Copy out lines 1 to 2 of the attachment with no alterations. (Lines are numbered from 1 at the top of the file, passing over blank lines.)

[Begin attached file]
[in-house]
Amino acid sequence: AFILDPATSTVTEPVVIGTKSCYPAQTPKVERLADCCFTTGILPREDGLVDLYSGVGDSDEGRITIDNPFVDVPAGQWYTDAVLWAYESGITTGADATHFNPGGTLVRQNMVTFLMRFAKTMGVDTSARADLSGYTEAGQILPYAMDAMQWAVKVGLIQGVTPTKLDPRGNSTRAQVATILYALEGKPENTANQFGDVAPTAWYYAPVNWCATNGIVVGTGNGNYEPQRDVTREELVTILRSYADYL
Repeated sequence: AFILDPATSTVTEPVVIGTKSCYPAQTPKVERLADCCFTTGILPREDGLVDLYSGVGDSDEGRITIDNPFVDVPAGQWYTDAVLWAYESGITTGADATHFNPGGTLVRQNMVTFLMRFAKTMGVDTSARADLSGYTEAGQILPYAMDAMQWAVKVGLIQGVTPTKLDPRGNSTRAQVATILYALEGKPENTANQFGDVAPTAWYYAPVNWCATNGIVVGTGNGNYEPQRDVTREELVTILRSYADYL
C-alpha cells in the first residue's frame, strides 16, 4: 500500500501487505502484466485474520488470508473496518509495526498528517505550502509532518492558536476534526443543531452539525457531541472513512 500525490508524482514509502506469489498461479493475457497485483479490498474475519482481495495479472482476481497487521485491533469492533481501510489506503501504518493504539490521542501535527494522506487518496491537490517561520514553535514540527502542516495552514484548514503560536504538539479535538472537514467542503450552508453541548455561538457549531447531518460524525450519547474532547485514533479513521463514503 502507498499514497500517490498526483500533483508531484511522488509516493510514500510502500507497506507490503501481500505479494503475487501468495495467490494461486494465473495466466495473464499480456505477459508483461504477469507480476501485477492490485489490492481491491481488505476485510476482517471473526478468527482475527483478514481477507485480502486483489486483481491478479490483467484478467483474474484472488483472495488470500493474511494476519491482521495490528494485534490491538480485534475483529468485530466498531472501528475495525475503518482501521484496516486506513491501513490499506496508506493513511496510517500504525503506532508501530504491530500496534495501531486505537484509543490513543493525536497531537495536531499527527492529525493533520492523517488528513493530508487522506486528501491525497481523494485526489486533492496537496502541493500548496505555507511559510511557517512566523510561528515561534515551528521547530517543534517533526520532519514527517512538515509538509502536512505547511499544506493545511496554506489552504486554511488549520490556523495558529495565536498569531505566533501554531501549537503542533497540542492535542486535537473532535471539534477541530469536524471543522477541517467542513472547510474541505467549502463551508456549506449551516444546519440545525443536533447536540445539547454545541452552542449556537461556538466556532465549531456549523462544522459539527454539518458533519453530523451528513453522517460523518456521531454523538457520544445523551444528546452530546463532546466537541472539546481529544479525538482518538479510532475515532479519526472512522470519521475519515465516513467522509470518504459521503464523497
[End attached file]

[in-house]
Amino acid sequence: AFILDPATSTVTEPVVIGTKSCYPAQTPKVERLADCCFTTGILPREDGLVDLYSGVGDSDEGRITIDNPFVDVPAGQWYTDAVLWAYESGITTGADATHFNPGGTLVRQNMVTFLMRFAKTMGVDTSARADLSGYTEAGQILPYAMDAMQWAVKVGLIQGVTPTKLDPRGNSTRAQVATILYALEGKPENTANQFGDVAPTAWYYAPVNWCATNGIVVGTGNGNYEPQRDVTREELVTILRSYADYL